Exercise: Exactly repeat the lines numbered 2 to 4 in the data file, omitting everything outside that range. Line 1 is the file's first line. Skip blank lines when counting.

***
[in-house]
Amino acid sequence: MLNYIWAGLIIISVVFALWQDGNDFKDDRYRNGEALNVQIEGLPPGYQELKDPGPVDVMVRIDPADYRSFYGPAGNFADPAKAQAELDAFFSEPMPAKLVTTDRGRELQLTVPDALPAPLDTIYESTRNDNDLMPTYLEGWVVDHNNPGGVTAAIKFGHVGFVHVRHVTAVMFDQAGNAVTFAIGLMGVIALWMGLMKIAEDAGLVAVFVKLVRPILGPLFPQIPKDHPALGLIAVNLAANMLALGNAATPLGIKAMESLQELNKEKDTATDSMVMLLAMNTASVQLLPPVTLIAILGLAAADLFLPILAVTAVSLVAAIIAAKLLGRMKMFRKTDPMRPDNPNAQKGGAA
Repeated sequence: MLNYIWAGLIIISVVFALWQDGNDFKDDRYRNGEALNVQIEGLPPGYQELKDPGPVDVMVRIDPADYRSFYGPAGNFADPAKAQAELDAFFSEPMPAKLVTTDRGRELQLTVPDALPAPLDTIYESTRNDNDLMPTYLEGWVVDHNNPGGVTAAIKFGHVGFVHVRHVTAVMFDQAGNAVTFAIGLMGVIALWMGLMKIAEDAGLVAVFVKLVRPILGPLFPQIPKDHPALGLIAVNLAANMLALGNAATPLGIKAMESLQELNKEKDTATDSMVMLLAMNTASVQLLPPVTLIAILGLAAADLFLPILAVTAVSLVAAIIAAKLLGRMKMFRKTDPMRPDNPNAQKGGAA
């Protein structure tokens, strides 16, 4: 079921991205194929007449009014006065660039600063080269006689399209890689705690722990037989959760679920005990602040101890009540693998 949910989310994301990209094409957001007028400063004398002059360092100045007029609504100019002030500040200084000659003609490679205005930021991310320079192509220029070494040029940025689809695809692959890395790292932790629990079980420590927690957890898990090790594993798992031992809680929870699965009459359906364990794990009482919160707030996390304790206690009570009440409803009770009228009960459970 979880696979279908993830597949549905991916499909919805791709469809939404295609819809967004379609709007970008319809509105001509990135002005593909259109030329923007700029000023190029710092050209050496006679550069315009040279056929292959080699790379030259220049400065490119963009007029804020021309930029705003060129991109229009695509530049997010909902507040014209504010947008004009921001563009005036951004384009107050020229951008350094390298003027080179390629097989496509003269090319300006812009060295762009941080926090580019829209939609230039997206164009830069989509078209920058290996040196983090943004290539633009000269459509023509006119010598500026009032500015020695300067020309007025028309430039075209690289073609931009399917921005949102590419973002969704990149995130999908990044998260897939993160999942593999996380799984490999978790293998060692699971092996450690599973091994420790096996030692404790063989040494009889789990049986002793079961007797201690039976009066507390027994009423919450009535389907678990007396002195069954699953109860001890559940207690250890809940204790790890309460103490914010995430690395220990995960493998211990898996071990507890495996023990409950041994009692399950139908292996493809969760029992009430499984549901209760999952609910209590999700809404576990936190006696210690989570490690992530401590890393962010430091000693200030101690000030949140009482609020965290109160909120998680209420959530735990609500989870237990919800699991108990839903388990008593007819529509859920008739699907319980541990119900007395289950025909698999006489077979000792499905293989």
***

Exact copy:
Amino acid sequence: MLNYIWAGLIIISVVFALWQDGNDFKDDRYRNGEALNVQIEGLPPGYQELKDPGPVDVMVRIDPADYRSFYGPAGNFADPAKAQAELDAFFSEPMPAKLVTTDRGRELQLTVPDALPAPLDTIYESTRNDNDLMPTYLEGWVVDHNNPGGVTAAIKFGHVGFVHVRHVTAVMFDQAGNAVTFAIGLMGVIALWMGLMKIAEDAGLVAVFVKLVRPILGPLFPQIPKDHPALGLIAVNLAANMLALGNAATPLGIKAMESLQELNKEKDTATDSMVMLLAMNTASVQLLPPVTLIAILGLAAADLFLPILAVTAVSLVAAIIAAKLLGRMKMFRKTDPMRPDNPNAQKGGAA
Repeated sequence: MLNYIWAGLIIISVVFALWQDGNDFKDDRYRNGEALNVQIEGLPPGYQELKDPGPVDVMVRIDPADYRSFYGPAGNFADPAKAQAELDAFFSEPMPAKLVTTDRGRELQLTVPDALPAPLDTIYESTRNDNDLMPTYLEGWVVDHNNPGGVTAAIKFGHVGFVHVRHVTAVMFDQAGNAVTFAIGLMGVIALWMGLMKIAEDAGLVAVFVKLVRPILGPLFPQIPKDHPALGLIAVNLAANMLALGNAATPLGIKAMESLQELNKEKDTATDSMVMLLAMNTASVQLLPPVTLIAILGLAAADLFLPILAVTAVSLVAAIIAAKLLGRMKMFRKTDPMRPDNPNAQKGGAA
């Protein structure tokens, strides 16, 4: 079921991205194929007449009014006065660039600063080269006689399209890689705690722990037989959760679920005990602040101890009540693998 949910989310994301990209094409957001007028400063004398002059360092100045007029609504100019002030500040200084000659003609490679205005930021991310320079192509220029070494040029940025689809695809692959890395790292932790629990079980420590927690957890898990090790594993798992031992809680929870699965009459359906364990794990009482919160707030996390304790206690009570009440409803009770009228009960459970 979880696979279908993830597949549905991916499909919805791709469809939404295609819809967004379609709007970008319809509105001509990135002005593909259109030329923007700029000023190029710092050209050496006679550069315009040279056929292959080699790379030259220049400065490119963009007029804020021309930029705003060129991109229009695509530049997010909902507040014209504010947008004009921001563009005036951004384009107050020229951008350094390298003027080179390629097989496509003269090319300006812009060295762009941080926090580019829209939609230039997206164009830069989509078209920058290996040196983090943004290539633009000269459509023509006119010598500026009032500015020695300067020309007025028309430039075209690289073609931009399917921005949102590419973002969704990149995130999908990044998260897939993160999942593999996380799984490999978790293998060692699971092996450690599973091994420790096996030692404790063989040494009889789990049986002793079961007797201690039976009066507390027994009423919450009535389907678990007396002195069954699953109860001890559940207690250890809940204790790890309460103490914010995430690395220990995960493998211990898996071990507890495996023990409950041994009692399950139908292996493809969760029992009430499984549901209760999952609910209590999700809404576990936190006696210690989570490690992530401590890393962010430091000693200030101690000030949140009482609020965290109160909120998680209420959530735990609500989870237990919800699991108990839903388990008593007819529509859920008739699907319980541990119900007395289950025909698999006489077979000792499905293989």